Parkland High School juniors join other 11th-graders throughout Pennsylvania in taking the new Keystone Exams in biology, algebra 1 and literature. This week they take biology and literature and algebra 1 is scheduled for mid January.
Gov. Tom Corbett has supported the Keystone Exams over the Pennsylvania System of School Assessment (PSSA) as a way to ensure students are better prepared for college and the work force. The new tests start with the class of 2014 but results will not held against them.
The scores, however, will be incorporated into the district’s No Child Left Behind ratings. It is not yet known if juniors will also have to take PSSAs in the spring. The U.S. Department of Education has not approved the Keystone Exams as an alternative to PSSAs but administrators believe it won't be a problem because other states have had end-of-the year course exams approved for accountability.
Assistant Superintendent Rod Troutman told Parkland School Directors recently that many students have been taking refresher courses in preparation for the tests because they completed the classes in eighth and ninth grades.
“We are helping to refresh kids in study hall sessions and with online materials,” Troutman said. “If they don’t pass, they can take it again in May.”
For now, the district is absorbing the costs associated with getting students up to speed in these three subjects.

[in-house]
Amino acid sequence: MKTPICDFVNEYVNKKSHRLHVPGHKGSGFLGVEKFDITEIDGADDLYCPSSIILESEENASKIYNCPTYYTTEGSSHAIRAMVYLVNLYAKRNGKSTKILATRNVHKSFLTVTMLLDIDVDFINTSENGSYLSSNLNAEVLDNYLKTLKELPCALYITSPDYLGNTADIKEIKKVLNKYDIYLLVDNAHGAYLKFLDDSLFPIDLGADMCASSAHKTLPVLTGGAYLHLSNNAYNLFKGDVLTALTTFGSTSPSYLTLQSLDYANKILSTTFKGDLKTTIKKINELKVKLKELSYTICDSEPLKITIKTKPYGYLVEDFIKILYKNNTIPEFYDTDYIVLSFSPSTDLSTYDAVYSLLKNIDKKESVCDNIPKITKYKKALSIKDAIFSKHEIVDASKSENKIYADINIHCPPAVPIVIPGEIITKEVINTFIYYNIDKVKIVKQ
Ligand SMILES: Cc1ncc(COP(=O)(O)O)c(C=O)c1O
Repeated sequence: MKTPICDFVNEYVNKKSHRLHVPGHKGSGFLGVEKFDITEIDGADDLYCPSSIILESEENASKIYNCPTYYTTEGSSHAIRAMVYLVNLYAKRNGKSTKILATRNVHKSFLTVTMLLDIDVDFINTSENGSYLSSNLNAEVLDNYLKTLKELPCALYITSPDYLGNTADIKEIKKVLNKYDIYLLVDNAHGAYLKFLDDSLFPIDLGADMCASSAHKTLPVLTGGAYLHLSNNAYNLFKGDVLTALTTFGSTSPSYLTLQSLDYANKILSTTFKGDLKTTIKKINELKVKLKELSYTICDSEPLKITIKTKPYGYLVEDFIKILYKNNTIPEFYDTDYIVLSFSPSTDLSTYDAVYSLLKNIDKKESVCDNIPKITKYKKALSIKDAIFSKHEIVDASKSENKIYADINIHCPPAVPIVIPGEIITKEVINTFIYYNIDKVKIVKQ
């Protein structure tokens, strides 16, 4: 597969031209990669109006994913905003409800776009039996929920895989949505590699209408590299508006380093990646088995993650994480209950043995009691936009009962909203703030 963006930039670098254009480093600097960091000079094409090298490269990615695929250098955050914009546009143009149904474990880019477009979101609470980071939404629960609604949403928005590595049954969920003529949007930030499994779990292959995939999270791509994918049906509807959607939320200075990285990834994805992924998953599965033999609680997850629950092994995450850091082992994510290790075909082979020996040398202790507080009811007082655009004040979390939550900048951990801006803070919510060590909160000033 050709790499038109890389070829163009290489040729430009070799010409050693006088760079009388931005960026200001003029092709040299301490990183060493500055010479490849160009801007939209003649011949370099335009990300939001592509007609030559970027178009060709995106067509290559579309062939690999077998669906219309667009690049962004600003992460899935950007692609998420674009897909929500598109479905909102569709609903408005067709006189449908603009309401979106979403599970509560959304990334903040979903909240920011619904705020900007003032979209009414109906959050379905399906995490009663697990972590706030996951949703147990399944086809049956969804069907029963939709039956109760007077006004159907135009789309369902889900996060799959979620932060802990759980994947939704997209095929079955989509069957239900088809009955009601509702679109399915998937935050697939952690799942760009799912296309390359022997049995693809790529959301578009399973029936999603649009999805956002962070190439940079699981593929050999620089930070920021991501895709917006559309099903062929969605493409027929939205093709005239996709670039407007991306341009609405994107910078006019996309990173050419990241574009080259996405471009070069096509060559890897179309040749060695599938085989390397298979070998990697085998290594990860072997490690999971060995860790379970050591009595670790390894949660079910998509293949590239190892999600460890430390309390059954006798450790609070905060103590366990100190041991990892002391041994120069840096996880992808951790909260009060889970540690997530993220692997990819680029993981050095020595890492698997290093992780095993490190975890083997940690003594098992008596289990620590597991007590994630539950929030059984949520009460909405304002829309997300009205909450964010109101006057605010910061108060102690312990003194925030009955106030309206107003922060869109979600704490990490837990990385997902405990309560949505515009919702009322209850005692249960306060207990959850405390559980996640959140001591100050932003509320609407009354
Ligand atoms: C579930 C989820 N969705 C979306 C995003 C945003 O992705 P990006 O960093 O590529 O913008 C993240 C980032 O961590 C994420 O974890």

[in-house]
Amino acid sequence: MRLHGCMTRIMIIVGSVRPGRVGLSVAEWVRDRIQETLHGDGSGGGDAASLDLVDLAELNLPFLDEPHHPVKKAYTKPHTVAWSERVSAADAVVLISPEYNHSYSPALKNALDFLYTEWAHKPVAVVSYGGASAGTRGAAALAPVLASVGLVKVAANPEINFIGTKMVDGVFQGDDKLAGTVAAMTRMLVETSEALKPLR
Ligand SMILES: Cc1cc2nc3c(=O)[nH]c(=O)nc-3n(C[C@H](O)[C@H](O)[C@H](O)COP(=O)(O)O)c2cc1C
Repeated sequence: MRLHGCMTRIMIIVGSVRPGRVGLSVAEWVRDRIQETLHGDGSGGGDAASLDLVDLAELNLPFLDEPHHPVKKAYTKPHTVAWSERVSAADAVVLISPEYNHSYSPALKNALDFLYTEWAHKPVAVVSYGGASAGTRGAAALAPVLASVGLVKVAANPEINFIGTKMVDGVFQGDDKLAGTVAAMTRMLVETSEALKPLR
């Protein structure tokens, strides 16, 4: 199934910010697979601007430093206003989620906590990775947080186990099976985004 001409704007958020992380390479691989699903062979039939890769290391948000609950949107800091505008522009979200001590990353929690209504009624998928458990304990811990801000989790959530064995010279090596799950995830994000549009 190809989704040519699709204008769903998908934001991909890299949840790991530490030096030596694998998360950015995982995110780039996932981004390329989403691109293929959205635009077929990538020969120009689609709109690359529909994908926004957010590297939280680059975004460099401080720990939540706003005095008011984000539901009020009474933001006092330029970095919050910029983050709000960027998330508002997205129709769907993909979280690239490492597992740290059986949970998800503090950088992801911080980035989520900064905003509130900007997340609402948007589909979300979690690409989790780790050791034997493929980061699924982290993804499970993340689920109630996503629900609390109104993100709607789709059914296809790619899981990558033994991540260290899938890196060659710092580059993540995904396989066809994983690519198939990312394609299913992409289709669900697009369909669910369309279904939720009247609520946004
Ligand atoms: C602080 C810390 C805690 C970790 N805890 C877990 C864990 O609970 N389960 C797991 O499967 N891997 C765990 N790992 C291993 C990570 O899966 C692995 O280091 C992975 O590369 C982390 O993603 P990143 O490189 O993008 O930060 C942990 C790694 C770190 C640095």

Current eighth-graders, or those in the class of 2017, will be the first to have to pass Keystone exams in order to graduate. They will take the first three Keystone exams in algebra 1, biology and literature.
Each year more tests in other subjects will be added. Current fifth-graders will be the first Pennsylvania students required to pass Keystone exams in algebra 1, biology, literature, composition, civics and government.
If students don’t pass a test after the course is completed, they can re-take it as many times as it is offered through their junior year. Students with Individual Education Plans or IEPs must make at least one attempt to take the exams. If they are unsuccessful, they would participate in a Project Based Assessment (PBA), Troutman said.
Each year, the superintendent will be able to ask the state Department of Education for a waiver for up to 10 percent of students who don’t pass their PBA.
“This is essentially putting a limit on something I don’t know if we can control,” Troutman said.
To meet new demands, Troutman said, the district is planning to make instructional shifts, focus on rigor and depth-of-knowledge questions, and provide supplementary instruction and preparation for PBAs.